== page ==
Several hospital systems around the country are scaling back assistance for lower-income patients who lack health coverage, The New York Times reports. Meanwhile, some safety-net hospitals report that the number of uninsured patients they serve is decreasing because of the health law.
The New York Times: Hospitals Look To Health Law, Cutting Charity
Hospital systems around the country have started scaling back financial assistance for lower- and middle-income people without health insurance, hoping to push them into signing up for coverage through the new online marketplaces created under the Affordable Care Act. The trend is troubling to advocates for the uninsured, who say raising fees will inevitably cause some to skip care rather than buy insurance that they consider unaffordable (Goodnough, 5/25).
Kaiser Health News: Safety Net Hospitals Already Seeing More Paying Patients -- And Revenue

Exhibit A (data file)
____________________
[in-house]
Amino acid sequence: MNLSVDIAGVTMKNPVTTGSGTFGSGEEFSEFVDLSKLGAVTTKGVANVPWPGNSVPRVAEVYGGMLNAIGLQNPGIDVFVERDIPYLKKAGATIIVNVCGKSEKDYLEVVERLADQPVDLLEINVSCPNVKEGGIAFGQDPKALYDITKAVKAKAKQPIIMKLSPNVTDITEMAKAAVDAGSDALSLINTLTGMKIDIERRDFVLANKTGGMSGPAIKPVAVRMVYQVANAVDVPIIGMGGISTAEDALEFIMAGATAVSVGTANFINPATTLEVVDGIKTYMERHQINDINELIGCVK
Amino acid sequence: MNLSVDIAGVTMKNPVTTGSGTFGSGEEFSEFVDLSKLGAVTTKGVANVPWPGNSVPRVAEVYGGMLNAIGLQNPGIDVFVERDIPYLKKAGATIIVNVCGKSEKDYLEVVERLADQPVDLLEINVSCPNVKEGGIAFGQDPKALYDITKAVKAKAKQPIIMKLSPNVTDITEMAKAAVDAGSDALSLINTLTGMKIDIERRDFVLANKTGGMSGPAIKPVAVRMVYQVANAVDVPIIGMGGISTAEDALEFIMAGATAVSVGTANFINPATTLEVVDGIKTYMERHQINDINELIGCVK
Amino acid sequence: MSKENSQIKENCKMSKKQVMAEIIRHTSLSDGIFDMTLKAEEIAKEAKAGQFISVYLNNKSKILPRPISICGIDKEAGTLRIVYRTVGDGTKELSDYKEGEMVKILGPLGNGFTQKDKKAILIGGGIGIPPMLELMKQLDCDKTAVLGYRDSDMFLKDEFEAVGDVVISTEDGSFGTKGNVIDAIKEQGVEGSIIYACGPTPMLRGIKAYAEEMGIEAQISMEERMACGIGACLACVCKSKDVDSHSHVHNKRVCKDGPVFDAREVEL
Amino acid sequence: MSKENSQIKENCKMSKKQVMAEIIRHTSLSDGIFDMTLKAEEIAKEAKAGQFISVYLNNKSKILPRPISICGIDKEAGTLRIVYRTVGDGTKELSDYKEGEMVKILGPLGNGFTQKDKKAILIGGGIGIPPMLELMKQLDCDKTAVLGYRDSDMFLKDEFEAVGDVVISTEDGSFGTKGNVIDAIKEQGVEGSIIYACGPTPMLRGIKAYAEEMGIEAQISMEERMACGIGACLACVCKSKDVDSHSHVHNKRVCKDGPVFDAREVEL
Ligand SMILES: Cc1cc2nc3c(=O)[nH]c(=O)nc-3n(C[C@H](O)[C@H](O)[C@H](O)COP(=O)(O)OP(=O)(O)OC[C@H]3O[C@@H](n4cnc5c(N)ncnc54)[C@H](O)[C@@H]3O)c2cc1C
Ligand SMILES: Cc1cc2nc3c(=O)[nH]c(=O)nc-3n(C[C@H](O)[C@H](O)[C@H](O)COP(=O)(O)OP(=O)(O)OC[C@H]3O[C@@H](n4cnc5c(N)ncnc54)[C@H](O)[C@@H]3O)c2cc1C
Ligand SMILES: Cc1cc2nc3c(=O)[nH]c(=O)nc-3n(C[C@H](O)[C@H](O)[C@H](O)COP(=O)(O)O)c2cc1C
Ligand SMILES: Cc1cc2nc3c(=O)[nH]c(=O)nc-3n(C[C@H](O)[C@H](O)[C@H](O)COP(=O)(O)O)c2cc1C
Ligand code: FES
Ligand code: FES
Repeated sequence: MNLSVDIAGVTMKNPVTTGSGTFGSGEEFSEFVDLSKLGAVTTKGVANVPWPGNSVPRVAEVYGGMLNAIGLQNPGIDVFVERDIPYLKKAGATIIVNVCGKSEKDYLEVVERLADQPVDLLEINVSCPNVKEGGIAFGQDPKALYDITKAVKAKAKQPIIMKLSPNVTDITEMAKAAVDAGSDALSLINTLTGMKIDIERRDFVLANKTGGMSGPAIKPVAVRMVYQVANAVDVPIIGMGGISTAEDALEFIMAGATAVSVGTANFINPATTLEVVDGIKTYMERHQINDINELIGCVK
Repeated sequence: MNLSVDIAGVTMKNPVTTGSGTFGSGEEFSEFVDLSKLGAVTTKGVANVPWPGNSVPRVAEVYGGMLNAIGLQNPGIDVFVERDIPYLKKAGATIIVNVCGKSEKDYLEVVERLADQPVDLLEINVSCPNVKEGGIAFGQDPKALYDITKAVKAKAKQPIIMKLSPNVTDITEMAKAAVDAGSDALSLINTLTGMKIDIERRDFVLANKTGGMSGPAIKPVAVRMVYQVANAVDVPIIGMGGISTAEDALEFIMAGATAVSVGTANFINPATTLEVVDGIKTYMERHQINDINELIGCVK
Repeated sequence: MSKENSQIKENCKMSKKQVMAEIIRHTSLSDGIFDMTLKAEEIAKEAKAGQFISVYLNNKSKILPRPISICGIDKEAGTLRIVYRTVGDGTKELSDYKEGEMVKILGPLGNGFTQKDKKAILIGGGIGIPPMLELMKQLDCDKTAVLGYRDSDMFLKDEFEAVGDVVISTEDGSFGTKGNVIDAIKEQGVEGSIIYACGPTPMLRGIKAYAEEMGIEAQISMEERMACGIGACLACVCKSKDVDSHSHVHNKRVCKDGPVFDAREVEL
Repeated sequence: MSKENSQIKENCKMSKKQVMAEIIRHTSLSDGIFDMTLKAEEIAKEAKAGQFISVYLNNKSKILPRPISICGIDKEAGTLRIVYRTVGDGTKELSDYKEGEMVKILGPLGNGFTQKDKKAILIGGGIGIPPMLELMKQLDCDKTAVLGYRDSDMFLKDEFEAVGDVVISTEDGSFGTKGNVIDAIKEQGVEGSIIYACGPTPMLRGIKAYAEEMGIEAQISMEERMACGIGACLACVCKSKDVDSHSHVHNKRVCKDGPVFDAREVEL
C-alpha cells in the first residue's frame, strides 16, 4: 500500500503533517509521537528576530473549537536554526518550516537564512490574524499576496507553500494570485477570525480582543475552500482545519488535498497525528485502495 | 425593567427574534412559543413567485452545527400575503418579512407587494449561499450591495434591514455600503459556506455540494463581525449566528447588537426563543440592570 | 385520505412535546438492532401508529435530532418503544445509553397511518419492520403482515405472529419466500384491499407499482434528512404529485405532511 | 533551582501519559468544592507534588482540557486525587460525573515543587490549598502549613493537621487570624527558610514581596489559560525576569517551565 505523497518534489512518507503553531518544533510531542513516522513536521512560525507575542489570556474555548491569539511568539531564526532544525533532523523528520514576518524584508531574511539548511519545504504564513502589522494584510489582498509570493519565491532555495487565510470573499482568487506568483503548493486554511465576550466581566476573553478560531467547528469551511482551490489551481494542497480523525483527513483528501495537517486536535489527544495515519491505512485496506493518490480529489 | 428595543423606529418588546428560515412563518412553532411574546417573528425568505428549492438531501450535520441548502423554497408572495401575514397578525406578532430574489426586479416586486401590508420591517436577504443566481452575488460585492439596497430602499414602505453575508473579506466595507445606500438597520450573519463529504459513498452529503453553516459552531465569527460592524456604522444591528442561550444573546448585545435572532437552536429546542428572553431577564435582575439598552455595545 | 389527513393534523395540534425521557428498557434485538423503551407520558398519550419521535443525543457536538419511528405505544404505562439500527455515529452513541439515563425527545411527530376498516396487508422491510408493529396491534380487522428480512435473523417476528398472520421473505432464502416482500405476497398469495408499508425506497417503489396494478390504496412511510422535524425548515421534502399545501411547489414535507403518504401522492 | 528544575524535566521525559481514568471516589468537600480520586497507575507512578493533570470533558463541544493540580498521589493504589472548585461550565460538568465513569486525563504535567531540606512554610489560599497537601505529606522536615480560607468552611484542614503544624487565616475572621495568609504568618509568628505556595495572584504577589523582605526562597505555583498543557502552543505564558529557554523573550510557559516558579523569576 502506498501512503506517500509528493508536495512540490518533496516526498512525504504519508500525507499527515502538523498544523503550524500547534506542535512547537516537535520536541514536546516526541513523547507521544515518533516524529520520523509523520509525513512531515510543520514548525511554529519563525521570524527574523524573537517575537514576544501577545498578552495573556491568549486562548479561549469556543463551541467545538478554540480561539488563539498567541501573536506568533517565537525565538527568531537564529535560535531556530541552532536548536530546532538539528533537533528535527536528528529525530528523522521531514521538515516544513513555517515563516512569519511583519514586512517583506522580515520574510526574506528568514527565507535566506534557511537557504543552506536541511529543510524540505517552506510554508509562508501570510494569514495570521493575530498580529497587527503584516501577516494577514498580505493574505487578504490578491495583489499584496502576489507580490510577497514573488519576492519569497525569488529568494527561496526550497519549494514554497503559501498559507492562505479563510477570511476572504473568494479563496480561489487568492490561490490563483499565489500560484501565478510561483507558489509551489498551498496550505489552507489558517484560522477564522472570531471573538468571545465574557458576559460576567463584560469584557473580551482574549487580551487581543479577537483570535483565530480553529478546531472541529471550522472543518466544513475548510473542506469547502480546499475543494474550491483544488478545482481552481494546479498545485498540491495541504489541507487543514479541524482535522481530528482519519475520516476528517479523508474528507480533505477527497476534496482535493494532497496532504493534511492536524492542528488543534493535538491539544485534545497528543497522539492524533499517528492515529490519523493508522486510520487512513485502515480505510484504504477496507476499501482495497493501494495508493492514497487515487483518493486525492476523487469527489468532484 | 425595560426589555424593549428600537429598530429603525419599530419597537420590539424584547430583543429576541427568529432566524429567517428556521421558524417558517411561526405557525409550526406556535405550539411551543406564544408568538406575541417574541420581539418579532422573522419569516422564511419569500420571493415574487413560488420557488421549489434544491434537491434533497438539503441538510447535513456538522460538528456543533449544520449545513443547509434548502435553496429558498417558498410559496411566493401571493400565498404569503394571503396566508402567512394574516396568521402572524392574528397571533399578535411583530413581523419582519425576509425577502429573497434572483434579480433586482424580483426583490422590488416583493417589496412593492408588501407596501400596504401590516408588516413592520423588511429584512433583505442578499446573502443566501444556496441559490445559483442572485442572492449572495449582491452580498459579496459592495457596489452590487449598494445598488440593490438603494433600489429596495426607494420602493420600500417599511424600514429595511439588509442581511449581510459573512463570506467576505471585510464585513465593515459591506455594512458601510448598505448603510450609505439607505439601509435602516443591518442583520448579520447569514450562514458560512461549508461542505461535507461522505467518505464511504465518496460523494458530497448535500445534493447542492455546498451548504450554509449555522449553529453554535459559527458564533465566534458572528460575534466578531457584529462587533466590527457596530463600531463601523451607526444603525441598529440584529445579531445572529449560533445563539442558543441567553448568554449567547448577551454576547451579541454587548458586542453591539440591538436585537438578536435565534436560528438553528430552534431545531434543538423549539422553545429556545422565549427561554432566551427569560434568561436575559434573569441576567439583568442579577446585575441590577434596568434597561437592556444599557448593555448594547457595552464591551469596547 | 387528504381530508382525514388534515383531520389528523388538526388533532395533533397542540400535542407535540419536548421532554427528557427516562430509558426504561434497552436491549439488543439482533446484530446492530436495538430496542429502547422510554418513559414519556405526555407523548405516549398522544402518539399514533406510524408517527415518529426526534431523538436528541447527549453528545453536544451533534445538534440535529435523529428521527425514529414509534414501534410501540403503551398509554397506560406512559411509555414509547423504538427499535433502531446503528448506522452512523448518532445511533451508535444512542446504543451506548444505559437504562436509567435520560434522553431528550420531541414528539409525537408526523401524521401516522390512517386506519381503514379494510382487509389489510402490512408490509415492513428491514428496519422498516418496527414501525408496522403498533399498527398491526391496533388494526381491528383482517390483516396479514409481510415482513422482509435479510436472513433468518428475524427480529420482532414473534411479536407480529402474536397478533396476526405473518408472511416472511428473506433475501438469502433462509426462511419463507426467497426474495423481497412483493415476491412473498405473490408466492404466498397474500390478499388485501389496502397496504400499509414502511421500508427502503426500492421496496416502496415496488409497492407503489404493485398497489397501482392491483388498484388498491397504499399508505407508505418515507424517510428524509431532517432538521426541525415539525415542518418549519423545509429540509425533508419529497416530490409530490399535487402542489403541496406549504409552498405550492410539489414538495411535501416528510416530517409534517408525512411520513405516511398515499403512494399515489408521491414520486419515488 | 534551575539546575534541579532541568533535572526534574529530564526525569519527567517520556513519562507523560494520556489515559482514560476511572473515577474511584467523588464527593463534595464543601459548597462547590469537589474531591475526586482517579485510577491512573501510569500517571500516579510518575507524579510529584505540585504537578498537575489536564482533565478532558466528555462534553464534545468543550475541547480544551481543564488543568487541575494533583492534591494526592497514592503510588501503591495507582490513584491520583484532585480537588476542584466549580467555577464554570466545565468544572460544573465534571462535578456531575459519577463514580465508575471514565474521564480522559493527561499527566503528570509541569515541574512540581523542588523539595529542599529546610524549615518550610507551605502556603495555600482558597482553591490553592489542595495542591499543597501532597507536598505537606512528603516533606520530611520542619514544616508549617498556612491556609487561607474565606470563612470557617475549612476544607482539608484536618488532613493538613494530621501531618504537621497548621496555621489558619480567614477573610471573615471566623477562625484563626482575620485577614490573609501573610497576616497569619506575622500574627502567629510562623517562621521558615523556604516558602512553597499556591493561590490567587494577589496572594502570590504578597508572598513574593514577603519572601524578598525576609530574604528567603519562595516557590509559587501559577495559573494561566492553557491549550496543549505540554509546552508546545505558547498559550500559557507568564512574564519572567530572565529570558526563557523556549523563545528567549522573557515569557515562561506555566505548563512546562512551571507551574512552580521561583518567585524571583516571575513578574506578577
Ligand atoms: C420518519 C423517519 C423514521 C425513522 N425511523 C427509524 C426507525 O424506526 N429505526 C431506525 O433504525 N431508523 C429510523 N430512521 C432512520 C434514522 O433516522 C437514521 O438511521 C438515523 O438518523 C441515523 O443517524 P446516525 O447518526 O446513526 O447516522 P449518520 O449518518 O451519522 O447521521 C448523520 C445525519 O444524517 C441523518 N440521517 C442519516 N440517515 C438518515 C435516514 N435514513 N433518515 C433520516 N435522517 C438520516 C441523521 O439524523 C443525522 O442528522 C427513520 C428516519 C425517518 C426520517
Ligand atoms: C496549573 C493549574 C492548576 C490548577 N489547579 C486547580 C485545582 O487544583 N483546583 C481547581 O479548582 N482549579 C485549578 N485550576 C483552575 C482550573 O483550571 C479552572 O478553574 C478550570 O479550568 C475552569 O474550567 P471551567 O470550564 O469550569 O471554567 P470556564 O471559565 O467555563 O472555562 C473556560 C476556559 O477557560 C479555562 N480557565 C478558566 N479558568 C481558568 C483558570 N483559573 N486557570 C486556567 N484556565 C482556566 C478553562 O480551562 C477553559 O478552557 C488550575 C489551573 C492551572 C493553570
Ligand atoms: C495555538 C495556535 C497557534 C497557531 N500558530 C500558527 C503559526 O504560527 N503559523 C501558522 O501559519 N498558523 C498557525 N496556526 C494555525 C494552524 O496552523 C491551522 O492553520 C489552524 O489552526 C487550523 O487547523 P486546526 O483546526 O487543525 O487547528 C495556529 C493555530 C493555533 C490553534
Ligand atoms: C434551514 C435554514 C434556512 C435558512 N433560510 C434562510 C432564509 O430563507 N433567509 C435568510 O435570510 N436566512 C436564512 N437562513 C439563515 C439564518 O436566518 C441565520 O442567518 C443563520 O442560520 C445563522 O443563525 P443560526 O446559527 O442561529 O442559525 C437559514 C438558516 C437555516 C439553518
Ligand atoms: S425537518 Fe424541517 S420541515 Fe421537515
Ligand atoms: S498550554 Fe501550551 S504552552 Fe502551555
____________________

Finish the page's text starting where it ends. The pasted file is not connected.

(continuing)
One of the biggest beneficiaries of the health law's expansion of coverage to more than 13 million people this year has been the nation's safety-net hospitals, which treat a disproportionate share of poor and uninsured people and therefore face billions of dollars in unpaid bills. Such facilities had expected to see a drop in uninsured patients seeking treatment, but the change has been faster and deeper than most anticipated -- at least in the 25 states that expanded Medicaid in January, according to interviews with safety-net hospital officials across the country (Galewitz, 5/27).
This article was reprinted from kaiserhealthnews.org with permission from the Henry J. Kaiser Family Foundation. Kaiser Health News, an editorially independent news service, is a program of the Kaiser Family Foundation, a nonpartisan health care policy research organization unaffiliated with Kaiser Permanente.